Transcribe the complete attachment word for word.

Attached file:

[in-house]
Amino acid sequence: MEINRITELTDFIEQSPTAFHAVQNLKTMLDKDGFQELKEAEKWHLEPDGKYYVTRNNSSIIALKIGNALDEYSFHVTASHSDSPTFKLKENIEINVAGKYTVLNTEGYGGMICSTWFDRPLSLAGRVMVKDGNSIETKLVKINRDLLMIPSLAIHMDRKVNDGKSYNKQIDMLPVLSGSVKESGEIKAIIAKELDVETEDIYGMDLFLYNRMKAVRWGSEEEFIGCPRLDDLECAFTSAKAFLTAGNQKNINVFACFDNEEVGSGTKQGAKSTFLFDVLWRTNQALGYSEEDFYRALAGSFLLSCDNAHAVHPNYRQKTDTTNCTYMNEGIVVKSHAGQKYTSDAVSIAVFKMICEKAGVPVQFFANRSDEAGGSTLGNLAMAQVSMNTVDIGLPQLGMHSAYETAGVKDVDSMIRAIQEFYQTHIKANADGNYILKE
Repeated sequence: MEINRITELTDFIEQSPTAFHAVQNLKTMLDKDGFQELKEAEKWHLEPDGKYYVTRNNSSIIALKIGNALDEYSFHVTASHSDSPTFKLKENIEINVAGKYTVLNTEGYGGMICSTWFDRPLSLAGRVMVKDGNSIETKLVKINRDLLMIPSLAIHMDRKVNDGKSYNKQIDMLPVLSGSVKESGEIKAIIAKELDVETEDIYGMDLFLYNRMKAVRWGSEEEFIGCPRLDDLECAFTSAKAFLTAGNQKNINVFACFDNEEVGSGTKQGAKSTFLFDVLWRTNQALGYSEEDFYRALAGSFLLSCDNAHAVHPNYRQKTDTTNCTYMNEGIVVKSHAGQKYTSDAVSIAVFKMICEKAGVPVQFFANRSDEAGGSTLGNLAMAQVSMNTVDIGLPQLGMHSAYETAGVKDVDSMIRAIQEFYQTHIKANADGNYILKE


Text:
[in-house]
Amino acid sequence: MEINRITELTDFIEQSPTAFHAVQNLKTMLDKDGFQELKEAEKWHLEPDGKYYVTRNNSSIIALKIGNALDEYSFHVTASHSDSPTFKLKENIEINVAGKYTVLNTEGYGGMICSTWFDRPLSLAGRVMVKDGNSIETKLVKINRDLLMIPSLAIHMDRKVNDGKSYNKQIDMLPVLSGSVKESGEIKAIIAKELDVETEDIYGMDLFLYNRMKAVRWGSEEEFIGCPRLDDLECAFTSAKAFLTAGNQKNINVFACFDNEEVGSGTKQGAKSTFLFDVLWRTNQALGYSEEDFYRALAGSFLLSCDNAHAVHPNYRQKTDTTNCTYMNEGIVVKSHAGQKYTSDAVSIAVFKMICEKAGVPVQFFANRSDEAGGSTLGNLAMAQVSMNTVDIGLPQLGMHSAYETAGVKDVDSMIRAIQEFYQTHIKANADGNYILKE
Repeated sequence: MEINRITELTDFIEQSPTAFHAVQNLKTMLDKDGFQELKEAEKWHLEPDGKYYVTRNNSSIIALKIGNALDEYSFHVTASHSDSPTFKLKENIEINVAGKYTVLNTEGYGGMICSTWFDRPLSLAGRVMVKDGNSIETKLVKINRDLLMIPSLAIHMDRKVNDGKSYNKQIDMLPVLSGSVKESGEIKAIIAKELDVETEDIYGMDLFLYNRMKAVRWGSEEEFIGCPRLDDLECAFTSAKAFLTAGNQKNINVFACFDNEEVGSGTKQGAKSTFLFDVLWRTNQALGYSEEDFYRALAGSFLLSCDNAHAVHPNYRQKTDTTNCTYMNEGIVVKSHAGQKYTSDAVSIAVFKMICEKAGVPVQFFANRSDEAGGSTLGNLAMAQVSMNTVDIGLPQLGMHSAYETAGVKDVDSMIRAIQEFYQTHIKANADGNYILKE